PDSnet Articles

Choosing Winning Shares


The problem which every private investor faces is that there are more than 400 different companies listed on the JSE. How can you choose those shares which are likely to be winners?

The old Wall Street adage goes, “Pick shares which are rising, in sectors which are rising and in markets which are rising”.

Of course, the problem with this idea is that it is likely to cause you to buy shares which already appear to be very fully-priced. The point that you need to get hold of is that shares which are very fully-priced often become even more fully-priced because they are extremely well-managed or have some kind of powerful business edge. A good example of this would be Capitec Bank – which is trading on a P:E which is nearly double that of the other banking shares, but which nonetheless continues to rise – excellent management and a powerful business edge. Read More

Picking Winners – Orion Minerals


One of the private investor’s biggest problems is selecting the right share. Out of the 400-odd shares listed on the JSE, how can you find those which will perform better – especially those which can offer a good capital gain?

Obviously, there are many different methods of finding winning shares, but the purpose of this article is to draw your attention to just one method which you may not have considered – looking at shares which are making new highs. A new high for a newly listed company is defined by the highest price since it was listed. For a share which has been listed for some time, it is defined as the highest price in the last six months. Read More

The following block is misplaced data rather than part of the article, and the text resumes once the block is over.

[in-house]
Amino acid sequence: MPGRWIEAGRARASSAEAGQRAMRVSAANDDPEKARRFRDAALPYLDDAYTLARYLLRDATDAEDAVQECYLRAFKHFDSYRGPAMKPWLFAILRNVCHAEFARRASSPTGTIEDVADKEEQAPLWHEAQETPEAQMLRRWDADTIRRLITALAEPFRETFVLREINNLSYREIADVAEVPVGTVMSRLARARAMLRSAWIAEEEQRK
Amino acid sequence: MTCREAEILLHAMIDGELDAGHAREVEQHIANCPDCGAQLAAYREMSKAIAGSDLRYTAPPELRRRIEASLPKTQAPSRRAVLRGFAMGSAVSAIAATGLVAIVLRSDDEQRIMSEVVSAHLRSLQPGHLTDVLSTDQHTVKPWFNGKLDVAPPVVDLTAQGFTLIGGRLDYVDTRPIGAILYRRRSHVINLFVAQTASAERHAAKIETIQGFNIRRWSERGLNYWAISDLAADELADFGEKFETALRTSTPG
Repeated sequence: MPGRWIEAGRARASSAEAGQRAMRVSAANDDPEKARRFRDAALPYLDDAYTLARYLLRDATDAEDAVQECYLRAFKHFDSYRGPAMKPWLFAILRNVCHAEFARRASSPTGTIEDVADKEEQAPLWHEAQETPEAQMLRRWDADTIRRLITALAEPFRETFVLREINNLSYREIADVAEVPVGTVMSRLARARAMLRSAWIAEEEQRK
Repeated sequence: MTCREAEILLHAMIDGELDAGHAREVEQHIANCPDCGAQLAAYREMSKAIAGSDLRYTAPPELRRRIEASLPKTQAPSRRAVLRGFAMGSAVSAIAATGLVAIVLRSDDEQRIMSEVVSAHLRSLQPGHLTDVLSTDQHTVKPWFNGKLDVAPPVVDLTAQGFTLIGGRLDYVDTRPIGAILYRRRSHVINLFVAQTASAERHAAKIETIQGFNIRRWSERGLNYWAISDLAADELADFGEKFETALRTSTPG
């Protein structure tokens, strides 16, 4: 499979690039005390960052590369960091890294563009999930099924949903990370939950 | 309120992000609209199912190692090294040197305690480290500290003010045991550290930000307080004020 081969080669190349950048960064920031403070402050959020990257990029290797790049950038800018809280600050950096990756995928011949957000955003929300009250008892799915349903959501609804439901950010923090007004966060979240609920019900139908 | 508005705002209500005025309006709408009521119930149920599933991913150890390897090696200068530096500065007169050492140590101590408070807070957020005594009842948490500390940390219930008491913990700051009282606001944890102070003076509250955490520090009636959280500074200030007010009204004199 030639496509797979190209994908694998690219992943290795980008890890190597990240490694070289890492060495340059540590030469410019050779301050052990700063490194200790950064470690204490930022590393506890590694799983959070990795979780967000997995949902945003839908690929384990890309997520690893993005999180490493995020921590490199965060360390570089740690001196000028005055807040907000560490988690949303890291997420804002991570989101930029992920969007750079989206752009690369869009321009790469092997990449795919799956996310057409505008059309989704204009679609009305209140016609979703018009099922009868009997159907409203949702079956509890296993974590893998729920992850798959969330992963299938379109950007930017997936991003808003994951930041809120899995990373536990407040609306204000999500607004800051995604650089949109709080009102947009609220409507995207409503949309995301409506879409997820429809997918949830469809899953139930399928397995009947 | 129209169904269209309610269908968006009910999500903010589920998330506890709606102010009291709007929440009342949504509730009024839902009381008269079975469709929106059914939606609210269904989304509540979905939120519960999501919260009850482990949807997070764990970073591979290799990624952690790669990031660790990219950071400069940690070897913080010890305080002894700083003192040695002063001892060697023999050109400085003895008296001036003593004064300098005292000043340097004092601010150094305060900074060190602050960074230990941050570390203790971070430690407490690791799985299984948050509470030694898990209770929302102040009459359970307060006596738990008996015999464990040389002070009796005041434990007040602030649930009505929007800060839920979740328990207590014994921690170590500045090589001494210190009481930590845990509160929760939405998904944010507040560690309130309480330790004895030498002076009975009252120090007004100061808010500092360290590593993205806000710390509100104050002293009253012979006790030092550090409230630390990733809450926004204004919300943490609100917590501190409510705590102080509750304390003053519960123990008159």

The Confidential Report – November 2017


Economy

Mr. Gigaba’s mini-budget was worse than most people expected. It revealed a massive R51bn shortfall in tax collections – due partly to the lower-than-expected growth rate of the economy, but made far worse by the need to inject funds into state owned enterprises (SOE) and the fact that tax collections have been less effective. The worst of the SOEs by a long shot is Eskom where the government has guaranteed just over R200bn. Eskom has been racked with accusations of corruption and state capture which has made the lenders of these funds nervous. They have now insisted that the government appoint a new credible board of directors for Eskom by this month – or they will not be willing to roll over their loans. The same is being said of other SOEs like Denel, SAA, the Post Office and the Trans Caledon Tunnel Authority (which has nearly R26bn of loans guaranteed). Clearly, after a protracted period of fleecing, these SOEs are being forced to adopt a much more business-like approach. To finance the shortfall, Gigaba cannot just print the money (Mugabe-style) because he does not control the Reserve Bank. He is being forced to privatise – beginning with the sale of the government’s stake in Telkom. This is ironical because privatisation has been a very unpopular word in the ANC since it took power. But the reality of the situation is forcing them to do what should probably have been done years ago. And we can still look forward to an increase in taxes in February 2018 – probably a jump in VAT to 16% or 17%. Fitch has expressed in no uncertain terms that SA will be downgraded on 24th November – and the rand has responded accordingly. This probably puts paid to any pre-Christmas cut in interest rates. Read More